These are all examples of urban media: a collective term that I use in this book for media technologies that in one way or another can influence the experience of a physical location. If it is left to Gates and his colleagues, digital technology will become even more closely interwoven with everyday life. Leading computer multi- nationals such as IBM and Cisco are currently developing the infrastructure for the city of the future: they envisage a city crammed with sensors and rapid communication networks; all sorts of ‘intelligent’ technologies will monitor various processes in the city – from traffic circulation to air pollution – and use the collected data to make improvements without human intervention. In his column Gates predicts that ‘software can go places it has never gone before.’ The factory-floor inventory, the amount of cash in the till, potential burglars around your house, the amount of milk in your fridge – in his column, Gates promises that Microsoft will soon be able to monitor it all for us.
The scenario sketched by Gates is interesting but what mainly set me off thinking was the choice of words in his final sentence: thanks to the magic of his software, our lives will soon be even more convenient, more pleasant, more efficient and more agreeable. In that one sentence I suddenly recognized a larger theme I had often encountered in the past. When we talk about new technologies, it is often about their practical application: technology is presented as a convenient solution to real or supposed problems, it promises to make our lives more pleasant and convenient; at the same time, our cities will also become safer, more sustainable and more efficient. In short, technology is an almost inescapable magical power that will improve urban society. But for those who do not believe in magic, this picture mainly raises a number of questions. Sure enough, the new infrastructure of mobile and digital media provides convenient applications for busy city dwellers to organize the practicalities of their lives more efficiently. But what we tend to forget is that this also changes the city as a society. Research has shown that the places we visit, the meanings we attach to them and our contacts with others are all changing because of the rise of mobile media.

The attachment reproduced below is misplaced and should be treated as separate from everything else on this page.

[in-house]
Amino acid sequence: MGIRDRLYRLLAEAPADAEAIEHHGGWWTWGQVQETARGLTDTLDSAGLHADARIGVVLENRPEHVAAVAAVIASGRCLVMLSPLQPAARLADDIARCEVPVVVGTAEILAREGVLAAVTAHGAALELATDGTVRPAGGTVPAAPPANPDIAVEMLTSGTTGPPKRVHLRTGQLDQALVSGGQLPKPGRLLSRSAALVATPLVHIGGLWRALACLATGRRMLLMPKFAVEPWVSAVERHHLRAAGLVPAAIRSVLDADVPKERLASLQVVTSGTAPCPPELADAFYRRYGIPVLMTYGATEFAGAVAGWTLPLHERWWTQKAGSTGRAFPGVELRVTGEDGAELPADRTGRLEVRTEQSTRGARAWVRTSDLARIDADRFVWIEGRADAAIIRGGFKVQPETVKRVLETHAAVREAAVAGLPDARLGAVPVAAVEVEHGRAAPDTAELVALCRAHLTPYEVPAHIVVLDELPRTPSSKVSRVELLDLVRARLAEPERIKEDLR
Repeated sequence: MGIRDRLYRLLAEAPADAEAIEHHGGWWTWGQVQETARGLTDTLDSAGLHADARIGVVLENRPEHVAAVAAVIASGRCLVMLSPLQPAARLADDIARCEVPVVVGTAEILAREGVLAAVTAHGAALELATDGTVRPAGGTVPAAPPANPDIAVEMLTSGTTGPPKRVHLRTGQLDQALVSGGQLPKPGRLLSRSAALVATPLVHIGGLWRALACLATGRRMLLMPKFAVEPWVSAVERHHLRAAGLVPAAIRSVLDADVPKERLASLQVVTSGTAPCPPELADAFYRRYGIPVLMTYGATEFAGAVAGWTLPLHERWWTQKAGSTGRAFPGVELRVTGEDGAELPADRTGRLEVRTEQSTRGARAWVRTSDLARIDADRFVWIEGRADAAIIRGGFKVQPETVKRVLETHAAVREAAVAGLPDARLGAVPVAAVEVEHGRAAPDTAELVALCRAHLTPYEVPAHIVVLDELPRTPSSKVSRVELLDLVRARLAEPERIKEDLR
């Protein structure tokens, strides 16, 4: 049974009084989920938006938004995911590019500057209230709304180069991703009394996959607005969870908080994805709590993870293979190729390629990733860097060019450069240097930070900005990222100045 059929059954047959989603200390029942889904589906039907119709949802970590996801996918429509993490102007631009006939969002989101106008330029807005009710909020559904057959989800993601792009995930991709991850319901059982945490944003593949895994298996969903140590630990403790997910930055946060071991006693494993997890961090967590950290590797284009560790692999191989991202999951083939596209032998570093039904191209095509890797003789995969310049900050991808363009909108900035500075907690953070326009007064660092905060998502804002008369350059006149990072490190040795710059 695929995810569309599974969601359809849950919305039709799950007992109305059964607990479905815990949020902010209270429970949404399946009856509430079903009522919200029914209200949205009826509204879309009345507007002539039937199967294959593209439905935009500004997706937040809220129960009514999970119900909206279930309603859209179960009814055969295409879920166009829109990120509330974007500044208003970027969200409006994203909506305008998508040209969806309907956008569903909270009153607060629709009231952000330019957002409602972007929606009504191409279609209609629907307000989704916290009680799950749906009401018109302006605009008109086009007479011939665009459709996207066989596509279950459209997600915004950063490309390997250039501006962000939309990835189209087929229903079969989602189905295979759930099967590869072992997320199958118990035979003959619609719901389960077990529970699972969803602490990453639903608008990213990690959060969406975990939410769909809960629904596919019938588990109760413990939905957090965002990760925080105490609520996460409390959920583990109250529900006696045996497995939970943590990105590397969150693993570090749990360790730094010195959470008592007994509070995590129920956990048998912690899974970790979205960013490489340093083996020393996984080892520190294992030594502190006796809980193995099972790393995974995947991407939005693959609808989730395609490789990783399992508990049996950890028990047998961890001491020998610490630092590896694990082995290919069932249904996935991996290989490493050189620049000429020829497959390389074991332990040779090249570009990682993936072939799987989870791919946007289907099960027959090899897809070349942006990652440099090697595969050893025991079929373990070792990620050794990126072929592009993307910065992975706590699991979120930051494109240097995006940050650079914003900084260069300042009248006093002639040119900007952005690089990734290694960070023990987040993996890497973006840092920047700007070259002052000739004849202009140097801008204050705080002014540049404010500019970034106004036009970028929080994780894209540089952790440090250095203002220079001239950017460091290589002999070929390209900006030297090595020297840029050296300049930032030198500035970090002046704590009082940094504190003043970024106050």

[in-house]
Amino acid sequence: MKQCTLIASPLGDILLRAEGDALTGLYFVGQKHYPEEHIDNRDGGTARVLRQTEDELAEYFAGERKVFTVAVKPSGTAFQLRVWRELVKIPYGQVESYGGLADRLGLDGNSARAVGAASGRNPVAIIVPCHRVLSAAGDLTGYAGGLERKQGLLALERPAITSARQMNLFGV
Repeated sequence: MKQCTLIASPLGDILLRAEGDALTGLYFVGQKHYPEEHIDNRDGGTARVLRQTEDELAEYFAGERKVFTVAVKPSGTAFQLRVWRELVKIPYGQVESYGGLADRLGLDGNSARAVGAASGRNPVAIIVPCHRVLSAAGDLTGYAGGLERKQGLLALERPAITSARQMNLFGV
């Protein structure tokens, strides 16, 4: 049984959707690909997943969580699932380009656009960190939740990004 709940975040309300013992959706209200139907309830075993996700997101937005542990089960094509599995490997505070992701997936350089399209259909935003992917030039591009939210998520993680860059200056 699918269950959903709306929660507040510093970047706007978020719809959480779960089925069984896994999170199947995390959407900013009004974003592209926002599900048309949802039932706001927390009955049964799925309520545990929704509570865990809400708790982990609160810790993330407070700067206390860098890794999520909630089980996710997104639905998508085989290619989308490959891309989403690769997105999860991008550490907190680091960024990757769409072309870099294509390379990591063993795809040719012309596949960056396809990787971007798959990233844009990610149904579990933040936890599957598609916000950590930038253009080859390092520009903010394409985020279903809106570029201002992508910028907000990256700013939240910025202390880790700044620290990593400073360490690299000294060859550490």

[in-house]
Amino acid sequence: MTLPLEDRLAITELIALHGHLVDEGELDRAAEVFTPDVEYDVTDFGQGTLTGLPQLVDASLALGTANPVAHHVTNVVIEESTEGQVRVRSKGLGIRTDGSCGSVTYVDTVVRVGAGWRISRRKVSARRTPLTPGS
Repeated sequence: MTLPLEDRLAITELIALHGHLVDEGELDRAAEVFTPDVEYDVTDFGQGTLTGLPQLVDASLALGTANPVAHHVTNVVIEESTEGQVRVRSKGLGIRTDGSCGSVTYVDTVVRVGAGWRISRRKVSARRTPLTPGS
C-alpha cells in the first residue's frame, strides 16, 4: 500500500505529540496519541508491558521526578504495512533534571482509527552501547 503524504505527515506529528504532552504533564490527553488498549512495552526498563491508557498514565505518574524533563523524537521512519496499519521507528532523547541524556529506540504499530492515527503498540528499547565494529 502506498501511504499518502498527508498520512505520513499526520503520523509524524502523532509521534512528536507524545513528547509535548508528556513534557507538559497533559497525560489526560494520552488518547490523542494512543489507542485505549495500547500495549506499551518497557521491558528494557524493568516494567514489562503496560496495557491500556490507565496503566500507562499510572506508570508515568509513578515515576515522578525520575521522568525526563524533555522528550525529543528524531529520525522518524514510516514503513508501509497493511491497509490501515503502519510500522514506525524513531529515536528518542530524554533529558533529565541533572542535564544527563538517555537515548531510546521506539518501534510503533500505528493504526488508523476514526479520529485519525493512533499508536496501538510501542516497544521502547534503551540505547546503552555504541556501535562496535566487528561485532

This is not necessarily a magical process that simply happens to us. As a community – regardless of our role as designers, citizens, policymakers, or consumers – we can make choices about the way we want to deploy technologies. These choices are, in turn, related to the way we think a city should function as a community: ideology rather than magic is one of the central forces behind the way in which technology changes our lives. However, we rarely encounter this philosophical approach outside the specialized worlds of art and science, and it is precisely this which is the theme of this book. ‘Technology at present is covert philosophy’, argues American communications studies researcher Phil Agre, ‘the point is to make it more openly philosophical.’2 On the one hand technology contains an idea about what the ideal world should look like; on the other hand, the very same technology can also intervene in our everyday world and radically change our experience of and ideas about it. With urban media playing an increasingly prominent role in everyday urban life, it is of great importance to consider this. What are the underlying urban ideals concealed in technologies? And what is the significance of all these new means of communication for urban societies?